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Caregiver Burnout?

Updated on July 3, 2011

If accountants don’t grow old but simply lose their balance;and lawyers never grow old, they just lose their appeal; and doctors don’t grow old they just lose their patience; and if old blonds never fade away, they simply dye away then what happens to caregivers? Caregivers don’t grow old, they simply stop caring – and the person they stop caring for is themselves!

I remember and I am sure many of you do too when my definition of burnout was putting my foot to the floor in my dad's car. Oh I remember well the time when burnout meant going fast, laying down rubber, not a care in the world. Those were "the good old days" before life slowed me down and handed me an entirely new definition of burnout - Caregiver Burnout!

You Know You've Been A Caregiver Too Long When.....

Caregiver Burnout

You know you have been a caregiver for too long when:

- You take a rare moment to look in the mirror and see Cousin Itt looking back at you.

- Your idea of a catered dinner is the week’s worth of frozen meals delivered to your door.

- You actually find yourself talking to telephone solicitors

- Your idea of a “social life” is Facebook

- You can tell that you’ve been wearing the same pants for too long because when you take them off and they stand up by themselves

- Your old idea of “freshening up” is your new idea of a wash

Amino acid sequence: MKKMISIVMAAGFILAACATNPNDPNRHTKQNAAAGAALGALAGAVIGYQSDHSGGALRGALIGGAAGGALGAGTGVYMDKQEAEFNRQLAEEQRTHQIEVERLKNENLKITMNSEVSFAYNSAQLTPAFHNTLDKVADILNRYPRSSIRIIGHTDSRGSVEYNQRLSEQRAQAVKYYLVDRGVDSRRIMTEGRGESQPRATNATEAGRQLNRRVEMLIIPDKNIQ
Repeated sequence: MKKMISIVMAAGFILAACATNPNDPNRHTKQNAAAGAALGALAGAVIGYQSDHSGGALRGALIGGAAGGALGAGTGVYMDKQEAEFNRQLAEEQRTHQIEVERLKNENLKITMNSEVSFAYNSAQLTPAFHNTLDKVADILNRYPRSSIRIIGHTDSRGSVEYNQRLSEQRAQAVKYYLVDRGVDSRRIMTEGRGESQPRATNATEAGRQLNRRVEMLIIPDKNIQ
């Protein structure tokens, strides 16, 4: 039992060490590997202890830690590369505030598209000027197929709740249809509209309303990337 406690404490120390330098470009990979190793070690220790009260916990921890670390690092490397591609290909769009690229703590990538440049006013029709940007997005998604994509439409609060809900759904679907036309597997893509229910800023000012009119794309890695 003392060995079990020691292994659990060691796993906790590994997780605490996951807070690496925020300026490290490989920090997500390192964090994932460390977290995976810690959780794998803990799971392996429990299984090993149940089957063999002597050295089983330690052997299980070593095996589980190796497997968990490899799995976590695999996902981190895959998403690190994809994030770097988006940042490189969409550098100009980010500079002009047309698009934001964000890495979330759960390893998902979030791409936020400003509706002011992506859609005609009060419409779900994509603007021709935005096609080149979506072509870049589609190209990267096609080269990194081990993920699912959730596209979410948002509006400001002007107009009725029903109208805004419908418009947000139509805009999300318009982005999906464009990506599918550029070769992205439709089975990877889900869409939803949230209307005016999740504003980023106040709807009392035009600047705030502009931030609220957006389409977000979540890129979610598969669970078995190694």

- You hit so many stops that you find it amazing that you ever thought bumper cars were fun

- Your idea of a picnic is grabbing a burger on the way home from a quick trip to the pharmacy

- Your idea of a shopping spree is hitting the dollar store for more plastic baskets to keep supplies and meds in

- A ten minute shower feels like a day at the beach

- The paramedic asks you, while your husband is in the midst of having a heart attack, if the random, spastic movements in his left arm are normal and you find yourself answering, “Yes.”

- Your idea of a break is sitting on the toilet

- Your idea of a gift is….well, you really don’t have an idea of a gift anymore

- Your home has more medical supplies and aids in it than furniture

- You spend any free time you have sleeping

- It’s dinnertime and you realize you haven’t had breakfast…or lunch

- Your idea of a visitor is the delivery person

- You find yourself trying to put laundry in the dishwasher

- You empty the dishwasher in one go and consider it an accomplishment

- Your idea of gardening is trying to resuscitate the damn plant somebody gave you

- You know that you cannot afford to get sick but you often feel ill at ease

- Getting a good deal on tissues is a win

- The respite worker is your BBF

- The sun hurts your eyes when you take the garbage out

- Your idea of a new outfit is putting on a fresh shirt

- You laugh when someone asks you, “What’s new?”

- You laugh when your loved one is in the hospital, yet again, and someone says, “Now you’ll have a chance to take a break.